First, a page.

Stage set for barn quilt trail

Barn quilt trails is a concept that looks to be on the way to Pauls Valley.

The stage is being set for Pauls Valley to establish its own trail leading to a variety of quilt patterns scattered all over town.

Three years ago the Pauls Valley Arts Council started looking into the possibility of establishing a local barn quilt trail.

The concept involves patterns that started with those on quilts being painted on buildings all over a town and then creating a map for visitors to follow to all the different spots.

Now it's expanding to more than just traditional barn quilt patterns and paintings being done on smaller blocks of wood that can be placed at different sites over time.

“This is a concept that started with traditional quilt blocks, but we can incorporate all kinds of things into this,” said Bonnie Meisel.

“Basically you're painting barn quilt patterns. The idea is to put them in a window or on the side of a building.”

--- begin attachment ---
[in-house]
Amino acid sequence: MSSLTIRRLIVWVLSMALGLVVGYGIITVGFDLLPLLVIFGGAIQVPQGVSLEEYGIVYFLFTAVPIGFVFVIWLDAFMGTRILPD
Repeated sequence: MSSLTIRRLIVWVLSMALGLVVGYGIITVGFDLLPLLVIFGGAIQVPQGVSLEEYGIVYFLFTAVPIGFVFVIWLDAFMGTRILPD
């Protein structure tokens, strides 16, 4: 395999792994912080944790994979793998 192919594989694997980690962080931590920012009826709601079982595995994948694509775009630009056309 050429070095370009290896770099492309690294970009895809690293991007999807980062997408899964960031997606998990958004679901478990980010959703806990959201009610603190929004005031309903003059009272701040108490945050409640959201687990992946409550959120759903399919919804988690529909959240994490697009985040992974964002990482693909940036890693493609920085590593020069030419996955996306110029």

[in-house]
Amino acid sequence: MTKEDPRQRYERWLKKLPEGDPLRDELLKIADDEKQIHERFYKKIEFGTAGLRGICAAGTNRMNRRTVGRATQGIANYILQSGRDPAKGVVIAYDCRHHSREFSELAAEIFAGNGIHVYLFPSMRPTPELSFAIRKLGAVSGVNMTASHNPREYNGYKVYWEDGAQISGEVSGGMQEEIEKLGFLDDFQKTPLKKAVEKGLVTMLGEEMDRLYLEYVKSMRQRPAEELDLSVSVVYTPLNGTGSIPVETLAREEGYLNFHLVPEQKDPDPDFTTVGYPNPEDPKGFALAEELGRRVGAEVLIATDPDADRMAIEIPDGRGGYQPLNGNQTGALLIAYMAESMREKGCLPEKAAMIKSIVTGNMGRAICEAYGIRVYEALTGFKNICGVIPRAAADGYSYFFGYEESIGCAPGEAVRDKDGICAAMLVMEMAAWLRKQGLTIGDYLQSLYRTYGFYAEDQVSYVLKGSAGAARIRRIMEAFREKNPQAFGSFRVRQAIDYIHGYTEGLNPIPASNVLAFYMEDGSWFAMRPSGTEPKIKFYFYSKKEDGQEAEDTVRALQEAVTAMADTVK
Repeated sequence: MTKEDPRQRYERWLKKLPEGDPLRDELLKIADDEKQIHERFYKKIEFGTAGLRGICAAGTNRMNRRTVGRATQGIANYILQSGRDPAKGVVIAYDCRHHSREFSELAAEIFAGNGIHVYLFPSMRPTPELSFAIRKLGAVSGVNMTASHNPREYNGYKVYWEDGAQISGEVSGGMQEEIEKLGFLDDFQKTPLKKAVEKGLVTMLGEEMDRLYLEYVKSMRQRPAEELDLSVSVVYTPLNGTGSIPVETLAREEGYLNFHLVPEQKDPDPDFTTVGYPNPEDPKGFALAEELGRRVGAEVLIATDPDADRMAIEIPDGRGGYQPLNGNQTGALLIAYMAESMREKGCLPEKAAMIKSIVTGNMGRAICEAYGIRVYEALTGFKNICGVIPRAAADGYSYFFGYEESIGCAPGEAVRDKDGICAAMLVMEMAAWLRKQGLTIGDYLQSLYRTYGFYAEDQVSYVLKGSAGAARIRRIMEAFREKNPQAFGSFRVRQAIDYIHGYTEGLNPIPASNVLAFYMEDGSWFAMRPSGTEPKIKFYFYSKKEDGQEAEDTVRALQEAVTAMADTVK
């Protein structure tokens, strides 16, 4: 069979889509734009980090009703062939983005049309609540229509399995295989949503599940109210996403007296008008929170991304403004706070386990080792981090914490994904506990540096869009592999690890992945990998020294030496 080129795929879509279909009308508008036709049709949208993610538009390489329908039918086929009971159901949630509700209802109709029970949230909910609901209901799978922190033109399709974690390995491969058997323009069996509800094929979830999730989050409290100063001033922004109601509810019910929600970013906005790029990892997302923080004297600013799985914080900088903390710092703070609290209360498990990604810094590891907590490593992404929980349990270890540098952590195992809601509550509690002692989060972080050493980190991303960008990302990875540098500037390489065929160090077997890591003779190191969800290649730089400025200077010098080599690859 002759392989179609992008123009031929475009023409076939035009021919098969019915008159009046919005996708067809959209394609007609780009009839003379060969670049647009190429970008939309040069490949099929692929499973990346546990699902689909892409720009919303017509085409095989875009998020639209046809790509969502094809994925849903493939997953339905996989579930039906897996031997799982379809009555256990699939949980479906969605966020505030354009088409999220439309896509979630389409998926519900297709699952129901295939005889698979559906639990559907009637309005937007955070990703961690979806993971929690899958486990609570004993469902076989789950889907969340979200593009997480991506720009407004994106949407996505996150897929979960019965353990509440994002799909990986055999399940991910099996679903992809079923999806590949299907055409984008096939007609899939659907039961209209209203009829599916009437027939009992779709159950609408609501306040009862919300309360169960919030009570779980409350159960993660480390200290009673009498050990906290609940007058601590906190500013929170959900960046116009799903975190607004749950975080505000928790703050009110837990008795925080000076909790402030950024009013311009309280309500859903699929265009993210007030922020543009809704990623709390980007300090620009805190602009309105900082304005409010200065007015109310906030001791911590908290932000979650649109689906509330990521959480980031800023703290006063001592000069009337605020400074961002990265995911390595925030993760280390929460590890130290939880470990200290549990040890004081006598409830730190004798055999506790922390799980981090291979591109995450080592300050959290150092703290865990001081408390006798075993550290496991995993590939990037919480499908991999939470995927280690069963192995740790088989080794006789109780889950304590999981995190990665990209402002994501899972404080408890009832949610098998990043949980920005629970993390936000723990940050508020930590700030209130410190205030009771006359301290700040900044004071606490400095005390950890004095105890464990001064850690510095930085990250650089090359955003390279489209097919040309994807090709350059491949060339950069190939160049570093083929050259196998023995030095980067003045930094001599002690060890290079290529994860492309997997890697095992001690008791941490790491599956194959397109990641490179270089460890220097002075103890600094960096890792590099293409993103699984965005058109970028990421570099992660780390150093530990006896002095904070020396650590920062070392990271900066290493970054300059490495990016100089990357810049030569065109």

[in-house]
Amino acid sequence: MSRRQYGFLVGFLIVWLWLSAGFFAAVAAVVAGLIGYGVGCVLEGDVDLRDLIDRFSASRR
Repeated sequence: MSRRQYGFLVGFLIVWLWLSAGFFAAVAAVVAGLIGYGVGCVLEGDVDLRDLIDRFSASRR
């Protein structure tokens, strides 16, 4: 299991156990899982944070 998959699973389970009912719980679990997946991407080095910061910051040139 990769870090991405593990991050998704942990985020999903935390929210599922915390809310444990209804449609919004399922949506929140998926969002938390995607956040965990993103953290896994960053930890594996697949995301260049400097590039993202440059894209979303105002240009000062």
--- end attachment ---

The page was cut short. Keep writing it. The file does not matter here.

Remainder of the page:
She's referring to the patterns of quilts and the idea of expanding that out to a variety of styles being painted onto wooden blocks to be displayed at a variety of places in a community.

“People will come. People will come from all over the world to follow these trails and see the barn quilt patterns,” she said.

With that mind, there's a recommendation to provide the effort with $5,000 in local tourism funds for the purchase of materials to be used in creating a barn quilt trail in Pauls Valley.

Meisel says the program here is modeled after ones in Blackwell and even Frederick.

“These towns had lots of visitors during the pandemic because you don't have to close to do this.”

Despite the success of these towns there isn't a formal barn quilt trail at the state level for Oklahoma.

Meisel adds there are for 48 of the 50 American states that do have a trail.

The effort so far has seen 16 barn quilt blocks being “adopted” with the goal being to get that number to 25 before creating a map so motorists can follow the trail in town.

“Basically you mount them anywhere you want, so they can be visible to vehicles driving by. All we ask is that they're visible.”

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